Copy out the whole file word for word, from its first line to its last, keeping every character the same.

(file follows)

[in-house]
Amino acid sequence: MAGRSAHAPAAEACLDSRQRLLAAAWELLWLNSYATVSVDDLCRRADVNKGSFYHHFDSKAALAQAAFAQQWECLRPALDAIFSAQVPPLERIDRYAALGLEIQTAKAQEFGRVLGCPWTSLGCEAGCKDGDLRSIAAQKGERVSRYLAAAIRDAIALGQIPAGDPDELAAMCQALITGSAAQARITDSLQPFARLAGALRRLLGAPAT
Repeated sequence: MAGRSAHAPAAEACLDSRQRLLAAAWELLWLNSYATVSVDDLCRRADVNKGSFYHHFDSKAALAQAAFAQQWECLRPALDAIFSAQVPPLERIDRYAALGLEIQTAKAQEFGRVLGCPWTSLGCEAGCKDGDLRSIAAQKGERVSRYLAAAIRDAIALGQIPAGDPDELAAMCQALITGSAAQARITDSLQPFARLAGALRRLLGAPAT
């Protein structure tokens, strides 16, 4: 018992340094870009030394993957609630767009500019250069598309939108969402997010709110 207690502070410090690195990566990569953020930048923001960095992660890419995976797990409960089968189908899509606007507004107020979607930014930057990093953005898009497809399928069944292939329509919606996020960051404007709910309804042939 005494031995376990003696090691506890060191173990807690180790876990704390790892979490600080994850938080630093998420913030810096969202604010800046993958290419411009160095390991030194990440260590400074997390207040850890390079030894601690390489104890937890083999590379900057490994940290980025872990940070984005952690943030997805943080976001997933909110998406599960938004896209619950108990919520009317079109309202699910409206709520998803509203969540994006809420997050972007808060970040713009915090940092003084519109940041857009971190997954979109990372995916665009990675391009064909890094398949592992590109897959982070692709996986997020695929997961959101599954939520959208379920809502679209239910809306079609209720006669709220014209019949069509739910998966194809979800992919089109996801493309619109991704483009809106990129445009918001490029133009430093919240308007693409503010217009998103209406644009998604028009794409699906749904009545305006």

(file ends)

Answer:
[in-house]
Amino acid sequence: MAGRSAHAPAAEACLDSRQRLLAAAWELLWLNSYATVSVDDLCRRADVNKGSFYHHFDSKAALAQAAFAQQWECLRPALDAIFSAQVPPLERIDRYAALGLEIQTAKAQEFGRVLGCPWTSLGCEAGCKDGDLRSIAAQKGERVSRYLAAAIRDAIALGQIPAGDPDELAAMCQALITGSAAQARITDSLQPFARLAGALRRLLGAPAT
Repeated sequence: MAGRSAHAPAAEACLDSRQRLLAAAWELLWLNSYATVSVDDLCRRADVNKGSFYHHFDSKAALAQAAFAQQWECLRPALDAIFSAQVPPLERIDRYAALGLEIQTAKAQEFGRVLGCPWTSLGCEAGCKDGDLRSIAAQKGERVSRYLAAAIRDAIALGQIPAGDPDELAAMCQALITGSAAQARITDSLQPFARLAGALRRLLGAPAT
């Protein structure tokens, strides 16, 4: 018992340094870009030394993957609630767009500019250069598309939108969402997010709110 207690502070410090690195990566990569953020930048923001960095992660890419995976797990409960089968189908899509606007507004107020979607930014930057990093953005898009497809399928069944292939329509919606996020960051404007709910309804042939 005494031995376990003696090691506890060191173990807690180790876990704390790892979490600080994850938080630093998420913030810096969202604010800046993958290419411009160095390991030194990440260590400074997390207040850890390079030894601690390489104890937890083999590379900057490994940290980025872990940070984005952690943030997805943080976001997933909110998406599960938004896209619950108990919520009317079109309202699910409206709520998803509203969540994006809420997050972007808060970040713009915090940092003084519109940041857009971190997954979109990372995916665009990675391009064909890094398949592992590109897959982070692709996986997020695929997961959101599954939520959208379920809502679209239910809306079609209720006669709220014209019949069509739910998966194809979800992919089109996801493309619109991704483009809106990129445009918001490029133009430093919240308007693409503010217009998103209406644009998604028009794409699906749904009545305006």